KANSAS CITY -- There's nothing like a first World Series appearance in 29 years to bring players from the championship team of 1985 back to Kauffman Stadium.
Fittingly, Bret Saberhagen, who pitched the Game 7 shutout to finish off St. Louis in 1985, was scheduled to throw out the first pitch on Wednesday night. He was at Tuesday night's 10-0 blowout victory over the Giants, which brought back memories of his 11-0 win in the '85 finale.
"It made it very nice for Ventura to get all those runs early and enable him to relax," Saberhagen said. "It's definitely a bonus when you get a lot of runs and get 'em early."
Saberhagen, who sat with 1985 teammate Mark Gubicza at Game 6, sees a mirror image in some aspects of the two clubs.
"I think the biggest similarity is that they play as a team like we did in '85," Saberhagen said. "They're very united, they don't care who gets the winning hit, who gets the win in the game. All they care about is winning the ballgame, and we were kind of the same way.
"The other similarity is in the middle of the season, they were behind by a bunch of games. And in '85, we were behind by a bunch of games in July and we came back and bridged the gap and ended up going to the postseason. And every postseason we were in, against the Blue Jays and Cardinals, we were underdogs, and these guys have been underdogs in just about each series as well. It's something that suits them very well."
Frank White, the 1985 second baseman, took time out from campaigning for the Jackson County Legislature to attend Tuesday night's game. He was immediately taken by the similarity with the Saberhagen game.
"It was an explosion early, wasn't it?" White said, laughing. "It was just one of those games when we scored two early on Darryl Motley's home run. Then we just had that big inning."
White was amused by Eric Hosmer's one-bounce blooper that sailed into left field for a double.
"I don't know if the ball hit a ping-pong table or what, but it bounced all the way to the outfield from home plate. So they were getting runs in all kinds of ways. It was a very similar game. One more run and they'd have been right on it," White said, referring to the 10-0 and 11-0 scores.
White liked much of what he saw this year from manager Ned Yost's club, notably defense and pitching.
"The defense went through a little bit of a down spiral right at the end of September and then it picked up again," White said. "And Lorenzo Cain's game came out of almost nowhere -- suddenly he got faster and his bat started coming around, and [Nori] Aoki started hitting well and they moved [Alcides] Escobar to No. 1, so every move that Ned made in September with this lineup really worked. Then he was able to line his pitching out where all the starters had to do was go six, and he had those guys in the back well-rested and strong."
Buddy Biancalana, the 1985 shortstop who eight years ago co-founded PMPM Sports-Zone Training, stopped by Kauffman Stadium for Tuesday night's Game 6.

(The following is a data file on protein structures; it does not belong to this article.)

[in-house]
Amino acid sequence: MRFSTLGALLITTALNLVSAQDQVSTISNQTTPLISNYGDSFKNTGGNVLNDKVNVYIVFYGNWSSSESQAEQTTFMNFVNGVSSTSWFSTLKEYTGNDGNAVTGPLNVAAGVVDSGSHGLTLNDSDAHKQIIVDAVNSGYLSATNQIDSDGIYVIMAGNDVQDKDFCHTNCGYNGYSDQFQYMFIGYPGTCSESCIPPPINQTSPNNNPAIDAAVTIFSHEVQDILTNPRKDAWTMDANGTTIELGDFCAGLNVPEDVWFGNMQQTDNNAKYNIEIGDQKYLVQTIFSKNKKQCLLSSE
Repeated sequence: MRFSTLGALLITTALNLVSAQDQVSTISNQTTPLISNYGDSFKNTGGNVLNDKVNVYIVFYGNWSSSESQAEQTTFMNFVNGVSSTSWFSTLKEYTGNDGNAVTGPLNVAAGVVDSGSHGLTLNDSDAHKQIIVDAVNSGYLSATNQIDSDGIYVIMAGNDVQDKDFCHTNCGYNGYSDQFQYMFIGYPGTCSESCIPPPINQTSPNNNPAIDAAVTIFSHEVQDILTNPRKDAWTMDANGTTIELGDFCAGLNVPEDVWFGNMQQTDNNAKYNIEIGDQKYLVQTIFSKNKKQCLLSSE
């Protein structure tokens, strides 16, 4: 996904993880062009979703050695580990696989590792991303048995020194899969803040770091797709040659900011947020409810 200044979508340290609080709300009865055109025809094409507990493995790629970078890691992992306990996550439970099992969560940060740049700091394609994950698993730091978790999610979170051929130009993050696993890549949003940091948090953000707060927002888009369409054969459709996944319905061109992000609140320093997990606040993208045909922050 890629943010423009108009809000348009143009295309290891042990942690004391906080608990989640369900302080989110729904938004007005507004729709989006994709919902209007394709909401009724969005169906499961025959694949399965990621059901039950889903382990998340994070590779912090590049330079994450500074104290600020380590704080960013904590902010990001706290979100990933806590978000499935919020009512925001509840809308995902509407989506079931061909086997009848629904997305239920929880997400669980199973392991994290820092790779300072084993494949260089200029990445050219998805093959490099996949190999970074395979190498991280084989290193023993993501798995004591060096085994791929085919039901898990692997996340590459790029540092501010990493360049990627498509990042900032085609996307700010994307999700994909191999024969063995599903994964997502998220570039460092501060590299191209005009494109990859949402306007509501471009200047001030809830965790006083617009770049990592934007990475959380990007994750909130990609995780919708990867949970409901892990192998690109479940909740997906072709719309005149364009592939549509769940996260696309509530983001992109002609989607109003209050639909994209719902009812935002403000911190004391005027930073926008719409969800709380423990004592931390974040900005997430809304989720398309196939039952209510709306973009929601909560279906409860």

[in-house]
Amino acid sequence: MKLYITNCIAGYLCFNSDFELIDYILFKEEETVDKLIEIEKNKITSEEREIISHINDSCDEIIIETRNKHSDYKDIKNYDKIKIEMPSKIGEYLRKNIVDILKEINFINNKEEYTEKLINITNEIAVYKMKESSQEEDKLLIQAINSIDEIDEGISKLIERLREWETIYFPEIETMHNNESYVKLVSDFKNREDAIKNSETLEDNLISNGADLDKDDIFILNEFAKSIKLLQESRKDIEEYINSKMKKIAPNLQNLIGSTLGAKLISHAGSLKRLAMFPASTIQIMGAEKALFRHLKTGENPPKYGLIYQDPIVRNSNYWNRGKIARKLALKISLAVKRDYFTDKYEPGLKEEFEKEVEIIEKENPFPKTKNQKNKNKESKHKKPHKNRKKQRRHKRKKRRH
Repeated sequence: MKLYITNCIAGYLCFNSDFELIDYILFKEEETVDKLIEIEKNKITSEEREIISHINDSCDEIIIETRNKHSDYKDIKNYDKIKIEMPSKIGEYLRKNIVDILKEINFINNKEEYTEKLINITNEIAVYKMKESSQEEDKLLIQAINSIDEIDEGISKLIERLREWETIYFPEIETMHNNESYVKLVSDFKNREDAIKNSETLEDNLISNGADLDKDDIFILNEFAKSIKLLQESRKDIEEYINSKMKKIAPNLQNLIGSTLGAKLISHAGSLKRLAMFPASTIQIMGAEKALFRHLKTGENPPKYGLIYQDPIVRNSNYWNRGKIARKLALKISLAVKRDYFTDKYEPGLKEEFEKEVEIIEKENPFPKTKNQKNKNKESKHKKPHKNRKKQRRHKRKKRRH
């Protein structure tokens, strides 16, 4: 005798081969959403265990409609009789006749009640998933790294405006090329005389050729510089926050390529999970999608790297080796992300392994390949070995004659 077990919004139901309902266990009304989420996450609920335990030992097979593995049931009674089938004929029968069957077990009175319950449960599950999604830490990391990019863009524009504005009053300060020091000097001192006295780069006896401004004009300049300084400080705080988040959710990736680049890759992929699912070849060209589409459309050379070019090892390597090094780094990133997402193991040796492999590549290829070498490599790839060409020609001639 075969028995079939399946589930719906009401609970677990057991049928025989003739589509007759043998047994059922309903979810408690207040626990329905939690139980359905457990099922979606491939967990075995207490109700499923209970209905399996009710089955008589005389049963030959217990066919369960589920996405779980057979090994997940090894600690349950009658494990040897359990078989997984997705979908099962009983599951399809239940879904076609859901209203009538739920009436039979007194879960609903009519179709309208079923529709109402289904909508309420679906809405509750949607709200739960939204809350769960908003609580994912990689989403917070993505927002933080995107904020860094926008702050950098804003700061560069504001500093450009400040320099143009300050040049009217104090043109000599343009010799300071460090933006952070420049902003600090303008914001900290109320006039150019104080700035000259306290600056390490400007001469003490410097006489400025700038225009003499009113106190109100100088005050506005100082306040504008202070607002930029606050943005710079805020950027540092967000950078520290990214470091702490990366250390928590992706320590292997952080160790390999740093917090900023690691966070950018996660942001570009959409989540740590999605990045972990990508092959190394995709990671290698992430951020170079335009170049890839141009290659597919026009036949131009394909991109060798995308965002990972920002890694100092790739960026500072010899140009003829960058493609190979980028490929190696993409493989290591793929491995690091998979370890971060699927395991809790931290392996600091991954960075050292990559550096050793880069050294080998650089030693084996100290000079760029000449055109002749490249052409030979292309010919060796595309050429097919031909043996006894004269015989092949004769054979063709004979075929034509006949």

"From a performance standpoint, there are some similarities. Defensively, they're a very good club, as were we. I think our starting pitching was a little better. I think their bullpen is probably stronger, although [Dan Quisenberry] was outstanding for us," Biancalana said. "From an offensive standpoint, they're pretty balanced. They don't have a real star like we had in George [Brett] or a real power hitter like [Steve Balboni] was, but they put the ball in play and they utilize their speed pretty well."
Biancalana became a celebrated guest on the "Late Night with David Letterman" show in 1985, but not even the recent Royals fame has gotten him invited back for an encore.
"That was a fun time, that was a good time for me," Biancalana said with a chuckle.
John Wathan, now with the Royals in player development, was a catcher in his last year as a player in 1985.
"It wasn't our best team by far, during all the years we were in the postseason, but it was meant to be, I think," Wathan said. "We had a special team that really pulled for each other. We went out a lot together, kind of like this team, too. These guys are really close, and I think that's a big part of it. People say that chemistry isn't important on a ballclub, but I don't believe it. I think it's extremely important. You've seen teams win that didn't have chemistry, because talent outweighed the chemistry. But if you have some flaws, there's nothing like team chemistry to help you get over some humps and some bad spells like we had this year."
Like 1985, the 2014 team has reached prominence unexpectedly.
"This is a very surprising year," White said, "but at the same time, one of the most exciting years for the Royals and for baseball in general."
Dick Kaegel is a reporter for MLB.com. This story was not subject to the approval of Major League Baseball or its clubs.